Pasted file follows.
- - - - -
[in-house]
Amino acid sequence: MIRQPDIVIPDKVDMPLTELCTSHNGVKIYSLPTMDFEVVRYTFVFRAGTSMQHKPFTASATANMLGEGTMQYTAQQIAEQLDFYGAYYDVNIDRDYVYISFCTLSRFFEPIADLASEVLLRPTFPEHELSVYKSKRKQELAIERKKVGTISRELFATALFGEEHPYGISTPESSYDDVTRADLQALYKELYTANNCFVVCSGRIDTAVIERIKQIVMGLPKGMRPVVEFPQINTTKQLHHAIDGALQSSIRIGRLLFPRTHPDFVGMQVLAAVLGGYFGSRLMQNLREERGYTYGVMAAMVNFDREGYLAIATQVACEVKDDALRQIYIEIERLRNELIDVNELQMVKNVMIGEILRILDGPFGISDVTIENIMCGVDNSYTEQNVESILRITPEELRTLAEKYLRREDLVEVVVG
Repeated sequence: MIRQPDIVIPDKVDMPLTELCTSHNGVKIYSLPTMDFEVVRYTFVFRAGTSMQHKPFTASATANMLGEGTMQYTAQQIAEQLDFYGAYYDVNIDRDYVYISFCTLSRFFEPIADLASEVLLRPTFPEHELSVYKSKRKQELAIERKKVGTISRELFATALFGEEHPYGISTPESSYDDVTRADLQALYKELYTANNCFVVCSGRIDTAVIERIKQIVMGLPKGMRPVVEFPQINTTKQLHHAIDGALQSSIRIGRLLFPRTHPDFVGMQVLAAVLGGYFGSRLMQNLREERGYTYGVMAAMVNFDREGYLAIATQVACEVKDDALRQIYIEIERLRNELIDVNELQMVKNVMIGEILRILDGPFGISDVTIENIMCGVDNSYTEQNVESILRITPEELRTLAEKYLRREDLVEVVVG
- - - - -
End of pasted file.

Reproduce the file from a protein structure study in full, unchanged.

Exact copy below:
[in-house]
Amino acid sequence: MIRQPDIVIPDKVDMPLTELCTSHNGVKIYSLPTMDFEVVRYTFVFRAGTSMQHKPFTASATANMLGEGTMQYTAQQIAEQLDFYGAYYDVNIDRDYVYISFCTLSRFFEPIADLASEVLLRPTFPEHELSVYKSKRKQELAIERKKVGTISRELFATALFGEEHPYGISTPESSYDDVTRADLQALYKELYTANNCFVVCSGRIDTAVIERIKQIVMGLPKGMRPVVEFPQINTTKQLHHAIDGALQSSIRIGRLLFPRTHPDFVGMQVLAAVLGGYFGSRLMQNLREERGYTYGVMAAMVNFDREGYLAIATQVACEVKDDALRQIYIEIERLRNELIDVNELQMVKNVMIGEILRILDGPFGISDVTIENIMCGVDNSYTEQNVESILRITPEELRTLAEKYLRREDLVEVVVG
Repeated sequence: MIRQPDIVIPDKVDMPLTELCTSHNGVKIYSLPTMDFEVVRYTFVFRAGTSMQHKPFTASATANMLGEGTMQYTAQQIAEQLDFYGAYYDVNIDRDYVYISFCTLSRFFEPIADLASEVLLRPTFPEHELSVYKSKRKQELAIERKKVGTISRELFATALFGEEHPYGISTPESSYDDVTRADLQALYKELYTANNCFVVCSGRIDTAVIERIKQIVMGLPKGMRPVVEFPQINTTKQLHHAIDGALQSSIRIGRLLFPRTHPDFVGMQVLAAVLGGYFGSRLMQNLREERGYTYGVMAAMVNFDREGYLAIATQVACEVKDDALRQIYIEIERLRNELIDVNELQMVKNVMIGEILRILDGPFGISDVTIENIMCGVDNSYTEQNVESILRITPEELRTLAEKYLRREDLVEVVVG